Manchester suffragettes highlight gender imbalance

By Rosslyn Colderley,
Women dressed as suffragettes on bikes, one person holding a banner

8/10 people surveyed said that if the roads were safer they would start cycling more

Women dressed as suffragettes on bikes

In the UK only one in four cyclists are women

A woman dressed as a suffragette

In Copenhagen more women cycle than men

A woman dressed as a suffragette walking with a child

Bikes played an important part in the women's suffrage movement

Women dressed as suffragettes on bikes

A bike can provide freedom of movement and open up new opportunities

On Saturday I put on tweeds and a very flamboyant Edwardian straw hat and joined 20 other women for our Suffragette Ride ahead of celebrations for International Women's Day.

It was a great excuse to get heads turning to see a large group of women (and a couple of men) on bikes on the streets of Manchester and along the Fallowfield Loop, our local traffic-free path.

We got lots of shouts of support, mainly from women and girls along the route. Generally, we’re a minority on the roads and research shows that fears about safety on busy roads puts off many women – and men.

Today’s research shows that only one in four cyclists are women.

This is a surprising fact given that the bicycle has long been associated with women’s freedom and the suffragette movement.

Elizabeth Cady Stanton wrote in 1895, “Many a woman is riding to suffrage on a bicycle”.

While in 1905 Miss Morley said in The Penny Illustrated Paper, “The bicycle has done more than anything else of a humbler kind to revolutionise modern women’s life.”

Our own Bike Life survey last October confirms that many women still don’t feel safe on the roads. When we interviewed over 4,000 people in Greater Manchester for the Bike Life survey less than a third of those who said they cycled (31%) were women.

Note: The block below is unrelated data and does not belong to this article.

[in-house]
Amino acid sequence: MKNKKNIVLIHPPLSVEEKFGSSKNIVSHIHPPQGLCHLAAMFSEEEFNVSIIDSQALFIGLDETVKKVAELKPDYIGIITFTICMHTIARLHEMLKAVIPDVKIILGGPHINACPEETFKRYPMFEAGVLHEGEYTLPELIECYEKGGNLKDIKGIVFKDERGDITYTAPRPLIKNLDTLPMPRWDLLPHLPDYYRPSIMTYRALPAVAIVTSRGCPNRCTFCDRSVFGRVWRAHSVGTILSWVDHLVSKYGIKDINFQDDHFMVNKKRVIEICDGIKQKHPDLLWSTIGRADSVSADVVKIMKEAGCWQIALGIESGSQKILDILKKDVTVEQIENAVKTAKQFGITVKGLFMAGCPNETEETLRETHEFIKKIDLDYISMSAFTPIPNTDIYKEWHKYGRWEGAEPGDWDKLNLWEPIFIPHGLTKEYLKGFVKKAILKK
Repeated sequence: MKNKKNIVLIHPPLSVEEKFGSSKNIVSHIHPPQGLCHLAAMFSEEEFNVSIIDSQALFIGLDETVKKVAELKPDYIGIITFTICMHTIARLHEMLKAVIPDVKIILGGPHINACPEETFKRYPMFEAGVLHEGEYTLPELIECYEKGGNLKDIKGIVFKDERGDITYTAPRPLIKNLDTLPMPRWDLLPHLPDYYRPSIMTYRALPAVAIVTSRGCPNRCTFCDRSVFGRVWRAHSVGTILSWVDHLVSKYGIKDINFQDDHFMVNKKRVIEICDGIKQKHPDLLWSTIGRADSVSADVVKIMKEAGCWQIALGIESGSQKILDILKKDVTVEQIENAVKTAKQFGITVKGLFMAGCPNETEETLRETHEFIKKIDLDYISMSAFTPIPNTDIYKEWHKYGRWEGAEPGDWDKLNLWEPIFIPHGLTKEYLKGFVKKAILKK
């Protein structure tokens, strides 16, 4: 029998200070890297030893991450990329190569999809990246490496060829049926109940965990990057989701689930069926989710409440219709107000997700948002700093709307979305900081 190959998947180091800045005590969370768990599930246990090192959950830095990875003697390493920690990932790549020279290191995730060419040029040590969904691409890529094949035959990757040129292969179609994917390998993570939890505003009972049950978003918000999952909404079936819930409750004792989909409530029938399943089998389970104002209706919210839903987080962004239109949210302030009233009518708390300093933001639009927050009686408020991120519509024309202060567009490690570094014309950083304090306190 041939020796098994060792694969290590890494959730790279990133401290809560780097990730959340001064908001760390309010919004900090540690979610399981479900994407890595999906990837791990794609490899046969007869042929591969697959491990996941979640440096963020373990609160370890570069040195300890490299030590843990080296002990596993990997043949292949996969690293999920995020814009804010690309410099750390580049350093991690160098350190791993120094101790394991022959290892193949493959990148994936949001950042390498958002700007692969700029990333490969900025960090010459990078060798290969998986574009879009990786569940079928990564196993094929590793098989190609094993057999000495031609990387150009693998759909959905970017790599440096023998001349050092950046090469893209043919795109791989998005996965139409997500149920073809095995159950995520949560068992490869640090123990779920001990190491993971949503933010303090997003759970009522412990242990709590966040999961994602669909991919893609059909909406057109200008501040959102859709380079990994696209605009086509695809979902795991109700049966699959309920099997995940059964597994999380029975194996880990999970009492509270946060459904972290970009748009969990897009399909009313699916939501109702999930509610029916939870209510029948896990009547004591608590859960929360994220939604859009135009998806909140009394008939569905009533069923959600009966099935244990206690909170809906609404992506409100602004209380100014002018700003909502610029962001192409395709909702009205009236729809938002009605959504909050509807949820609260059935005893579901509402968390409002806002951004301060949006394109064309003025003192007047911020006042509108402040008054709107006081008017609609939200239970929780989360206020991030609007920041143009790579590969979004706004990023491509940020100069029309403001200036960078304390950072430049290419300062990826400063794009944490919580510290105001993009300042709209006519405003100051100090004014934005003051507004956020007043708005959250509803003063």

Most people (eight out of 10) said that if the roads were safer they would definitely get on their bikes.

We know that if more money was regularly spent on creating and maintaining better cycle lanes many women would choose cycling as their preferred mode of transport. In cities such as Copenhagen, where bike lanes and other facilities separate bikes from traffic, more women cycle than men. 

The Suffragette Ride finished with tea and scones in Alexandra Park, the scene of many suffragette rallies. We saw an inspiring exhibition about the history of cycling and women, put together by our ride leader Glynis Francis of Manchester Bike Tours.

She’ll be leading other rides during March as part of a series of events to encourage women to get on their bikes in Transport for Greater Manchester’s Women on Wheels programme

We hope the suffragettes will come out again on their bikes in Manchester, and perhaps other cities, to highlight the need for more investment in cycling.

If you would like to join in, please get in touch with Rosslyn.

Please write to your MP and ask for more investment in cycle infrastructure.